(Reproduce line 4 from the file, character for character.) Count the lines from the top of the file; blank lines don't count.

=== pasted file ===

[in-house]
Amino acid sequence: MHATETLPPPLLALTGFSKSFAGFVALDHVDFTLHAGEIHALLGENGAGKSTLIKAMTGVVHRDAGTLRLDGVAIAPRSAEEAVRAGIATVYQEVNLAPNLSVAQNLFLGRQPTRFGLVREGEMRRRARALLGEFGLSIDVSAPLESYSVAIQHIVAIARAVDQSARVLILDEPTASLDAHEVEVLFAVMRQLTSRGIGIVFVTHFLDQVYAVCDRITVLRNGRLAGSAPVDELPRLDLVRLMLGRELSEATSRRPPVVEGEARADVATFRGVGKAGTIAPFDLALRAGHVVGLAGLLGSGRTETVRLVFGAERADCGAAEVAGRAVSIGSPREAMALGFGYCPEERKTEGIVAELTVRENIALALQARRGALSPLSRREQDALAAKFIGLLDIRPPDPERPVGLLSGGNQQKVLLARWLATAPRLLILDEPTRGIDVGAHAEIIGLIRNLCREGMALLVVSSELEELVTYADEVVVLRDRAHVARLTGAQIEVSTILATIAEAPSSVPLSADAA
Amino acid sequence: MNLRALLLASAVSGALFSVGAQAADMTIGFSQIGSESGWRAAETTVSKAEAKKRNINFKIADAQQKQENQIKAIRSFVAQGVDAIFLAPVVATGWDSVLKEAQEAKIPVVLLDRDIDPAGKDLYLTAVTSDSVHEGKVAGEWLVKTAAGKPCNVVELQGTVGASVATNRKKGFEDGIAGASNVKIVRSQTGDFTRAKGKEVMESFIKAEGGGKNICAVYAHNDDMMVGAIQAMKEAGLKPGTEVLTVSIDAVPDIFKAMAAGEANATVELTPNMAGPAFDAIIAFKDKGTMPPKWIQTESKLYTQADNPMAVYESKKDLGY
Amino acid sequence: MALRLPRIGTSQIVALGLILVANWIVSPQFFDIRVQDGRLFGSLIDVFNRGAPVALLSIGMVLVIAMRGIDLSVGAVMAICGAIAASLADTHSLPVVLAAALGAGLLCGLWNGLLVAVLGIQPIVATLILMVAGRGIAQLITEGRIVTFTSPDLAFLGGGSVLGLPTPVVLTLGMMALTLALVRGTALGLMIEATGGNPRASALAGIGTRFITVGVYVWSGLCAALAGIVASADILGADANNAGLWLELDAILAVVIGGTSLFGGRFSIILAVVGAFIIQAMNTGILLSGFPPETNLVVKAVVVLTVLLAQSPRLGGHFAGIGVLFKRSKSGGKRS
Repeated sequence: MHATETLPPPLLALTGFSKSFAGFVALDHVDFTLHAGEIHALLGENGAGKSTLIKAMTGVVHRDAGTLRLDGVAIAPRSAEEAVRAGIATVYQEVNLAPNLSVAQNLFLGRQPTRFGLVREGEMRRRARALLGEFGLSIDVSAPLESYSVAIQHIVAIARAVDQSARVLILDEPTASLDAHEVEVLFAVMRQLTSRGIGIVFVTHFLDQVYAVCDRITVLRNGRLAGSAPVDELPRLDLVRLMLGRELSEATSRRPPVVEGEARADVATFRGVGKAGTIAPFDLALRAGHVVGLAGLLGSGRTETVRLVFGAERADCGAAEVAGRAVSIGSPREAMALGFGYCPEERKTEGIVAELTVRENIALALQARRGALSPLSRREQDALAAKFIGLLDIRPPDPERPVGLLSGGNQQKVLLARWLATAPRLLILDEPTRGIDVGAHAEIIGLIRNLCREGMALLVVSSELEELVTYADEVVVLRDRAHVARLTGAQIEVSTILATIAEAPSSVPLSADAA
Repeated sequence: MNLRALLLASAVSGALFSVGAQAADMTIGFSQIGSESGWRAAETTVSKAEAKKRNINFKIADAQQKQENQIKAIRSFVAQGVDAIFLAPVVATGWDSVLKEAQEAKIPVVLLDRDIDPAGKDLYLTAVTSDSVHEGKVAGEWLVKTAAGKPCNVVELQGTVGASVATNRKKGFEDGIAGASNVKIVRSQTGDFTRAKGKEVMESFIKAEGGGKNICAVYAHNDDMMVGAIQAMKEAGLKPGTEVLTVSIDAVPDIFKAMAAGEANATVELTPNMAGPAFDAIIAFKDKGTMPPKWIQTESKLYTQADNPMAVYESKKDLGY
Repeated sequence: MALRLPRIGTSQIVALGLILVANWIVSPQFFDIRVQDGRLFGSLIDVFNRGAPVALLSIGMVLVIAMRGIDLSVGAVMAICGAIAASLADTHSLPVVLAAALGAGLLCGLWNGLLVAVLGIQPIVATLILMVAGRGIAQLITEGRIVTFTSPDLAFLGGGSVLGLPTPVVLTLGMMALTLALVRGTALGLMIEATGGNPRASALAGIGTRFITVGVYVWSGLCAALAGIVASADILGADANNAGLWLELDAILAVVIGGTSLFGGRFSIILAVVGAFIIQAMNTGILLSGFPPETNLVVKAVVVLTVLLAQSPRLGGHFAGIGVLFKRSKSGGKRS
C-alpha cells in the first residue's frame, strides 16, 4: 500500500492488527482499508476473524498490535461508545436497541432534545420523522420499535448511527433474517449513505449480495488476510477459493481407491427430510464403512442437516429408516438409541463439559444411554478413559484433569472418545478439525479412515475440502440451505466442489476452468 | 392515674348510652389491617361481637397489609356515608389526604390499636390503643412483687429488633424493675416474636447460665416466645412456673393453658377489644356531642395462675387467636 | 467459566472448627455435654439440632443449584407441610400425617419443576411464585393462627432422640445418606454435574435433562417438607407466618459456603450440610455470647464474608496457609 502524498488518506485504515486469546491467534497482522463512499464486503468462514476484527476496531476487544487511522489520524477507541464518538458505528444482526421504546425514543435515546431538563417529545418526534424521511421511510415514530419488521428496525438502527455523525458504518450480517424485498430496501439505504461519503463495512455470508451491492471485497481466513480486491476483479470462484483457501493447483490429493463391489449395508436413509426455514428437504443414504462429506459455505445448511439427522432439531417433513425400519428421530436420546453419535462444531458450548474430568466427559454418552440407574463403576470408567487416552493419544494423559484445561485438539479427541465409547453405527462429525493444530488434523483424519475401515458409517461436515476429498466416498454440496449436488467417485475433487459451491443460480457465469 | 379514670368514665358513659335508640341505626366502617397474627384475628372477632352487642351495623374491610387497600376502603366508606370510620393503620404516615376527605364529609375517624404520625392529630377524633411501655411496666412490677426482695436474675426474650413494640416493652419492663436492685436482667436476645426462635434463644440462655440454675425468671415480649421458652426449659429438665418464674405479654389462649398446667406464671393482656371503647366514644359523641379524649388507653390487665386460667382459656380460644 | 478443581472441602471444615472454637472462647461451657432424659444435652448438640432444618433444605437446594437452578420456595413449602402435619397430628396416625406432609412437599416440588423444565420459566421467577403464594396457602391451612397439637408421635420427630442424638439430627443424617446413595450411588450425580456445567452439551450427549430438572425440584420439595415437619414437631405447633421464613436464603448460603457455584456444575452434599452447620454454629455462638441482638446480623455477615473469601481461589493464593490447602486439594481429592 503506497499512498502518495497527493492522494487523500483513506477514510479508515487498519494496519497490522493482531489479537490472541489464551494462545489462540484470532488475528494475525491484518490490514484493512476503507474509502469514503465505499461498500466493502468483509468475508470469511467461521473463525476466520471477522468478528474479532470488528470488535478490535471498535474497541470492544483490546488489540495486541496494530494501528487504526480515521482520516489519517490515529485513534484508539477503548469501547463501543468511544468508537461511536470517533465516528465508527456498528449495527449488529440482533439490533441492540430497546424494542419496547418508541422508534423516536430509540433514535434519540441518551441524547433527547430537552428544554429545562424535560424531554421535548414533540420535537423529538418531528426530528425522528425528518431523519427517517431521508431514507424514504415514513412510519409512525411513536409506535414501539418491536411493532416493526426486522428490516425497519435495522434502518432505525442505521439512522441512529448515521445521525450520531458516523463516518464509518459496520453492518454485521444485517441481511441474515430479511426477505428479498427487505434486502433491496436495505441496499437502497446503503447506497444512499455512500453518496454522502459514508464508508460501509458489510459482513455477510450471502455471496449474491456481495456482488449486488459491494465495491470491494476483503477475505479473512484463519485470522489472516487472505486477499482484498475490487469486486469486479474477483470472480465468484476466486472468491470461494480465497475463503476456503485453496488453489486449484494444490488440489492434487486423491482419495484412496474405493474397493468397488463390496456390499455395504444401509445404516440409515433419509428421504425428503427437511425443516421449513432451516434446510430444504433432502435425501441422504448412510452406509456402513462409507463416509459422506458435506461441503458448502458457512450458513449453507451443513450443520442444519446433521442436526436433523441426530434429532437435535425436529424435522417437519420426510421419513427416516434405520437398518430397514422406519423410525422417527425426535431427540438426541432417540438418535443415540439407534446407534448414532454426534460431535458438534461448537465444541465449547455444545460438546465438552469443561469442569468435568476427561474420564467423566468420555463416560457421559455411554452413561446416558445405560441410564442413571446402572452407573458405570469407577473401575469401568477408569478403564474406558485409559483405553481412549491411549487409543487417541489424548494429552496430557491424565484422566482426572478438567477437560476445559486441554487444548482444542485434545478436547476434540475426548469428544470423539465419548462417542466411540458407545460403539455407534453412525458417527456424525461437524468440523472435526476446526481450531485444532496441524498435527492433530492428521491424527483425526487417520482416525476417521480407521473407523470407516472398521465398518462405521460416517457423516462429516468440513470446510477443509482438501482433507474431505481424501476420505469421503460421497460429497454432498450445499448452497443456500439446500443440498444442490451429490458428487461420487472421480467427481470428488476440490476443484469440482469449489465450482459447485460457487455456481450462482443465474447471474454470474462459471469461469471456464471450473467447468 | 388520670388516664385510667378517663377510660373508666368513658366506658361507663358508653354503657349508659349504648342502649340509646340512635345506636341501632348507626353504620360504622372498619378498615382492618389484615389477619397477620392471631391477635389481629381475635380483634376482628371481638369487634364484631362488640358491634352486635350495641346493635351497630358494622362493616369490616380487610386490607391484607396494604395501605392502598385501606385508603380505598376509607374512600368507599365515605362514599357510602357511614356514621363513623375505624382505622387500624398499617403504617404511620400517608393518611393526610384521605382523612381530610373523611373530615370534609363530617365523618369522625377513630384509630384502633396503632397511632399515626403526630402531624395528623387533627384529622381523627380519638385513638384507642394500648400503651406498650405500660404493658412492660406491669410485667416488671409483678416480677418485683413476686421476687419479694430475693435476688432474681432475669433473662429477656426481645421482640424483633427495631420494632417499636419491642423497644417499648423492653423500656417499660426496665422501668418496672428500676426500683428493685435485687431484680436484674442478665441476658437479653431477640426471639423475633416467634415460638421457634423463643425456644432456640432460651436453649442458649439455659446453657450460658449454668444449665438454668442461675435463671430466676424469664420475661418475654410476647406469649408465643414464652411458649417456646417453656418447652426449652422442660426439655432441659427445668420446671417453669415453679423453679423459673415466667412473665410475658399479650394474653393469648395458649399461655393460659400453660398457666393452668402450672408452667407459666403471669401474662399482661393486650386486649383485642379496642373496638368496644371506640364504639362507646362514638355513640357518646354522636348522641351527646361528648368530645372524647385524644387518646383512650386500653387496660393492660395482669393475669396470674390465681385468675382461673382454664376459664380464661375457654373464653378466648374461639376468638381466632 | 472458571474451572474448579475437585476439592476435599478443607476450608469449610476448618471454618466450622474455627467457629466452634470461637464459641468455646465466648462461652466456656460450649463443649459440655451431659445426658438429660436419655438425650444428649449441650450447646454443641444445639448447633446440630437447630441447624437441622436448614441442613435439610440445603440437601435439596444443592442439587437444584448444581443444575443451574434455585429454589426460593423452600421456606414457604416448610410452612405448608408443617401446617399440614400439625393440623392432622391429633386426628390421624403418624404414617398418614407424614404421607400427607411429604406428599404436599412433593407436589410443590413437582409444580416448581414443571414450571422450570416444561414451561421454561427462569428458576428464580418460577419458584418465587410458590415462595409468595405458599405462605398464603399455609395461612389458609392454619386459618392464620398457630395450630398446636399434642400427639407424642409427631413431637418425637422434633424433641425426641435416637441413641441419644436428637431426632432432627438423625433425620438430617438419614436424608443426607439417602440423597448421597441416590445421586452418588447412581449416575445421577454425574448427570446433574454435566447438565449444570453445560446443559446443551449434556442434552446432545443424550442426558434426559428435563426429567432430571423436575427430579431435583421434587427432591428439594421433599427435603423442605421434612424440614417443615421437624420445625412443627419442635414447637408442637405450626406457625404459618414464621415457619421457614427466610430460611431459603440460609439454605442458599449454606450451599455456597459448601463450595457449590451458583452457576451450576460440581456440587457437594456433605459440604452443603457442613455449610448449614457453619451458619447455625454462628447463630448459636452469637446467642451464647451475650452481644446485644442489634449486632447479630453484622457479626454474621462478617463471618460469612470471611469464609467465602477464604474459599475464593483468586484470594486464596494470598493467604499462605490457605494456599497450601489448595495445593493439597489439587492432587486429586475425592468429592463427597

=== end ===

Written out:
Amino acid sequence: MALRLPRIGTSQIVALGLILVANWIVSPQFFDIRVQDGRLFGSLIDVFNRGAPVALLSIGMVLVIAMRGIDLSVGAVMAICGAIAASLADTHSLPVVLAAALGAGLLCGLWNGLLVAVLGIQPIVATLILMVAGRGIAQLITEGRIVTFTSPDLAFLGGGSVLGLPTPVVLTLGMMALTLALVRGTALGLMIEATGGNPRASALAGIGTRFITVGVYVWSGLCAALAGIVASADILGADANNAGLWLELDAILAVVIGGTSLFGGRFSIILAVVGAFIIQAMNTGILLSGFPPETNLVVKAVVVLTVLLAQSPRLGGHFAGIGVLFKRSKSGGKRS